Spattered in mud and famished after a 20-mile slog around the Yorkshire Dales, the journey to our hotel seemed to last forever.
But it was worth the wait – even when we arrived later still... after I mistakenly drove us to the wrong hotel.
Devonshire Hotels and Restaurants, owned by Chatsworth’s Duke and Duchess of Devonshire, has two hotels close by – The Devonshire Arms at Bolton Abbey and The Devonshire Fell, a few miles further up Wharfedale, at Burnsall.
The pretty village of Burnsall is set around a bridge over the river, with the hotel slightly uphill and having a stunning view across the valley, dry stone walls and sheep to the fells beyond.
The Devonshire Fell has a cosy ambiance, with just 12 rooms; staff were friendly and welcoming, despite our slightly shambolic appearance.
We were soon revived with a powerful shower and coffee – which tasted even better as fresh milk is offered in all rooms, a small but welcome extra.
Rooms are generously-sized and comfortable, especially the two suites. All have been recently re-styled by the Duchess.
Ours, Threshfield, had two bathrooms, a lounge - which can double as a second bedroom for children – two walk-in wardrobes and had homely touches including a selection of books on the windowsill.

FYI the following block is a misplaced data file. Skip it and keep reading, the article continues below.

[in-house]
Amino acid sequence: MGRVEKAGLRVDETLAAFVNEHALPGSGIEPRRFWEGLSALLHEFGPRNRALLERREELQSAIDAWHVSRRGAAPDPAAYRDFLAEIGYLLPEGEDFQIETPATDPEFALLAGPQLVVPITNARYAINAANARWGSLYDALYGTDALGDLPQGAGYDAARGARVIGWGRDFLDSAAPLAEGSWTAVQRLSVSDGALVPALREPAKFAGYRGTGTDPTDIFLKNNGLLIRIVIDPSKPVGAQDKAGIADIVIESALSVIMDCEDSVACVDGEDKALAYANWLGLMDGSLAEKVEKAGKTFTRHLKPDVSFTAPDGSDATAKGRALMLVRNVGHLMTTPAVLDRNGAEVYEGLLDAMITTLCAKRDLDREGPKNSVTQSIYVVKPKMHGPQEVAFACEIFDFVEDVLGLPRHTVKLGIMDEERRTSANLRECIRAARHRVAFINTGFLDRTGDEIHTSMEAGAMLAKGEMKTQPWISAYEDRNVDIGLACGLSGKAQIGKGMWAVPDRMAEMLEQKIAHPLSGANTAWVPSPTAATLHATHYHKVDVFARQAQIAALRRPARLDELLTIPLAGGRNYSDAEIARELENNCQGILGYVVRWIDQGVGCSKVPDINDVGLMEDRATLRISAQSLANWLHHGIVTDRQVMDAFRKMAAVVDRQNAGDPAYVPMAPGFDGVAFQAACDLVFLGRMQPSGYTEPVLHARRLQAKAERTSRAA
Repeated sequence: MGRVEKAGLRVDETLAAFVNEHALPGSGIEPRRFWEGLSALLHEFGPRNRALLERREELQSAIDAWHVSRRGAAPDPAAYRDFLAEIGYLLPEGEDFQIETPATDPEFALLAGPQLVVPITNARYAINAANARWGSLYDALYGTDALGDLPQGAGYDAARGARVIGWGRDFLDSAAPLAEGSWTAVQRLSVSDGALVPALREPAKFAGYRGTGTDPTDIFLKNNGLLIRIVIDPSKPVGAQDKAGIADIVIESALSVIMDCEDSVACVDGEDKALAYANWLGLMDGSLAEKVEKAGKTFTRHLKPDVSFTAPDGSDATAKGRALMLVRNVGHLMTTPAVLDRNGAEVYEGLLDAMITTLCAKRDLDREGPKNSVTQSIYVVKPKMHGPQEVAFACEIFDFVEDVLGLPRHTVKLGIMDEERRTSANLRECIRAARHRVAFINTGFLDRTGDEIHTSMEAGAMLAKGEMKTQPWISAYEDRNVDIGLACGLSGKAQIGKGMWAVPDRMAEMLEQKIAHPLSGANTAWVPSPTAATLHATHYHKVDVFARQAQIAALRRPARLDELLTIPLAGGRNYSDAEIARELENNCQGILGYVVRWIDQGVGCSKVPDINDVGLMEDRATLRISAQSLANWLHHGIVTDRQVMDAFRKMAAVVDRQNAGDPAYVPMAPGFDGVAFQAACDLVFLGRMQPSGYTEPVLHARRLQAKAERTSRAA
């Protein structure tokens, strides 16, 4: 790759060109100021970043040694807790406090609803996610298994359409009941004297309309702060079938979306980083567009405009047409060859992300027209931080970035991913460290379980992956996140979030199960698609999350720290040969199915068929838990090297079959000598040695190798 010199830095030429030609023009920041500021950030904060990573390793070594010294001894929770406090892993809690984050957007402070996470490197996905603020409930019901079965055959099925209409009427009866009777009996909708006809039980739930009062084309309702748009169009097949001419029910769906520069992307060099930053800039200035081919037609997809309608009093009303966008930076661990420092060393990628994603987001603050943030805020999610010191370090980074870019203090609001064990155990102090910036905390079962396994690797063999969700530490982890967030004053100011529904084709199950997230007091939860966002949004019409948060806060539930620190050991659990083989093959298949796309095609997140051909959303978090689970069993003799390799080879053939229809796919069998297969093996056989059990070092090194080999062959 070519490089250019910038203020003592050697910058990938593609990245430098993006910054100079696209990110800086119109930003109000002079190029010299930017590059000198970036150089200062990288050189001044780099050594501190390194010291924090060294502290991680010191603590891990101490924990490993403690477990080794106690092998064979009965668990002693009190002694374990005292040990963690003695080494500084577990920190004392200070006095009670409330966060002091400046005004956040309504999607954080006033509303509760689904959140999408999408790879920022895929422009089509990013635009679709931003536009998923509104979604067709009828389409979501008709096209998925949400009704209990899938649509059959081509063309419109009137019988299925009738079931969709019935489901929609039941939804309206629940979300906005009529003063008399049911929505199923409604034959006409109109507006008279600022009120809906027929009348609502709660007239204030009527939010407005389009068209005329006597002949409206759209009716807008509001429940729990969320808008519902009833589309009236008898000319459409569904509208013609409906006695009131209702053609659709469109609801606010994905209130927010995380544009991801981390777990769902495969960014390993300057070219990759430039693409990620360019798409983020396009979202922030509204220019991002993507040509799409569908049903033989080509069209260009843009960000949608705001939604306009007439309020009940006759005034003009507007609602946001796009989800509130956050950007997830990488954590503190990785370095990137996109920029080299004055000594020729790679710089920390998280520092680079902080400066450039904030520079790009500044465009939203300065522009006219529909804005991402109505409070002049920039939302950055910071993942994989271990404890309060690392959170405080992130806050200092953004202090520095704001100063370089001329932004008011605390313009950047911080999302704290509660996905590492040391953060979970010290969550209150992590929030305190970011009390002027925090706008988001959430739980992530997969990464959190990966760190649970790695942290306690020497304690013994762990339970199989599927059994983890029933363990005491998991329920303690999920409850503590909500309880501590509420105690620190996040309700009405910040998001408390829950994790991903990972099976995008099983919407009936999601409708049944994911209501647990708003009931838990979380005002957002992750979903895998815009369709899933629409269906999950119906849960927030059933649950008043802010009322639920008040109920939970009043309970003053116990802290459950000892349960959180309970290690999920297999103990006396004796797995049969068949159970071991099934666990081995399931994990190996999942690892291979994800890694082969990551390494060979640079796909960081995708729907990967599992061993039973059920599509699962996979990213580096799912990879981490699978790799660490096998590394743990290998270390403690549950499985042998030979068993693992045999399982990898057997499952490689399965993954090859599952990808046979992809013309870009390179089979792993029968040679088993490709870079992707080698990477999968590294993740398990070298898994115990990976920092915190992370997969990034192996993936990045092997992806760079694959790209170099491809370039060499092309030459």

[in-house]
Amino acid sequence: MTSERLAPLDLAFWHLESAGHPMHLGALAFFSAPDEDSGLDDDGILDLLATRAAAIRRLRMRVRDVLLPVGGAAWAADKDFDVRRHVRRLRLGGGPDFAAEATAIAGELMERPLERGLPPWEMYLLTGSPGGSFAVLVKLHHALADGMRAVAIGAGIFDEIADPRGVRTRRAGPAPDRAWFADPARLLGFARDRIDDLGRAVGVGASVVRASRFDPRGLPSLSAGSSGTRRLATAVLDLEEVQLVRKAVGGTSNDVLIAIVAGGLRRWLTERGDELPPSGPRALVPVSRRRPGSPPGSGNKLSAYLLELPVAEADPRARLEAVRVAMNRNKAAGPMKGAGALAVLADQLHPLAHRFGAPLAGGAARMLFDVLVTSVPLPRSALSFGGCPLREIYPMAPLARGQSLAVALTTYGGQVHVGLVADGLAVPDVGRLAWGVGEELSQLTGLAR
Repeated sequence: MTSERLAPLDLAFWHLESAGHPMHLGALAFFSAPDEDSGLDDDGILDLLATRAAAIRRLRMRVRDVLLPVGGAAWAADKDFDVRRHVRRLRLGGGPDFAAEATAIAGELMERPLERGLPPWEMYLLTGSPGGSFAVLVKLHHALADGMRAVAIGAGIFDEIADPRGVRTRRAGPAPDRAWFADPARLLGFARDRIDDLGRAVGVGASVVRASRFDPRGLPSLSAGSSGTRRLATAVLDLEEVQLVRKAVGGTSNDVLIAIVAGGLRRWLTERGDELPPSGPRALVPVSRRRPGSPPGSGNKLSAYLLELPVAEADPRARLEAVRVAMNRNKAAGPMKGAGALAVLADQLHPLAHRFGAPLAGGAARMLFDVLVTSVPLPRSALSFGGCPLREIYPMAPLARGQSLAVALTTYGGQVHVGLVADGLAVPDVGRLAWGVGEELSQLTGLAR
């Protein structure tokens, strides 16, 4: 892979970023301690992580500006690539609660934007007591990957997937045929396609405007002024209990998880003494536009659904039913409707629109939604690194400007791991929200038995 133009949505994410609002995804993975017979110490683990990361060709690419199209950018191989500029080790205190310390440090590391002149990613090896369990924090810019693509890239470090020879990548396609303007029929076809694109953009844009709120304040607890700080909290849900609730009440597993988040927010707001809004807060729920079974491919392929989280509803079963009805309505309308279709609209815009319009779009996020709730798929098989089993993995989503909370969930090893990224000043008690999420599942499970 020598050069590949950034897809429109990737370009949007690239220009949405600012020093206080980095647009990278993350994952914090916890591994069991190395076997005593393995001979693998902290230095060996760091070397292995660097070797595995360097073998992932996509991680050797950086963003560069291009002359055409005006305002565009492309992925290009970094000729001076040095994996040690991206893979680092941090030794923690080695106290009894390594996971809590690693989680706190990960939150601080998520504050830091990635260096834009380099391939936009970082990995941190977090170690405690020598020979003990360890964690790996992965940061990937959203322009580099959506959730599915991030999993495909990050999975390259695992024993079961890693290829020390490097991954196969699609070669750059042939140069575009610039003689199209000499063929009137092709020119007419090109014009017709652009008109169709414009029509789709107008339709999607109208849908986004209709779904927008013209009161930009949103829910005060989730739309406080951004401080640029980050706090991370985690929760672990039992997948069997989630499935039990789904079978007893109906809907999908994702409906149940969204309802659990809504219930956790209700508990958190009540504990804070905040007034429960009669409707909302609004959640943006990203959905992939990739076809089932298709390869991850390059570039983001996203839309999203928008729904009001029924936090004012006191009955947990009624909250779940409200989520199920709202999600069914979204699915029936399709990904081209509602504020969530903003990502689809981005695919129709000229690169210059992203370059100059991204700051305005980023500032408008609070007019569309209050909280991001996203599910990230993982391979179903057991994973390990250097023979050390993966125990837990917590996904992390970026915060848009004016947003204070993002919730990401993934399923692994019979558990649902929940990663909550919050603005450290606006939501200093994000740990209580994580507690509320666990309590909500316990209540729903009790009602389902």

Heading downstairs, the decor has nods to old and new. The stairwell is lined with vintage Shell adverts from the 1930s, promoting the glamour of driving on the open road.
If you have time, guests are able to head down the road and use the Devonshire Health Barn at the Devonshire Arms.
Facilities include a pool, spa pool, sauna, steam room and beauty therapy treatments.
But, after our long day exploring Pen-y-Ghent and Ingleborough, food and beer were in order.
The bar stocks a range of local ales and an array of wines picked to go with courses on the menu – if unsure, ask for advice.
The bar and adjoining conservatory has comfy sofas from where you can sit and look out onto the Dales countryside before being taken through to your table in the restaurant.
Food is artfully-presented but filling. Smoked salmon and moules mariniere were our choices to start followed by tender beef in red wine jus, and gamey-tasting rabbit pie.
There is a range of other interesting dishes.
How about tripe, black pudding, chorizo, peppered red wine and mixed leaves; or artichoke and walnut cream horn?
The Devonshire Fell’s menu opens with the line: “Our belief is that cooking is first all about the quality of ingredients.”
Meats come from local suppliers and some of the vegetables and herbs are from the hotel’s own kitchen garden.
Our meal did not disappoint.
Neither did the equally delicious breakfast.
It was all we needed to get set for another day in the countryside...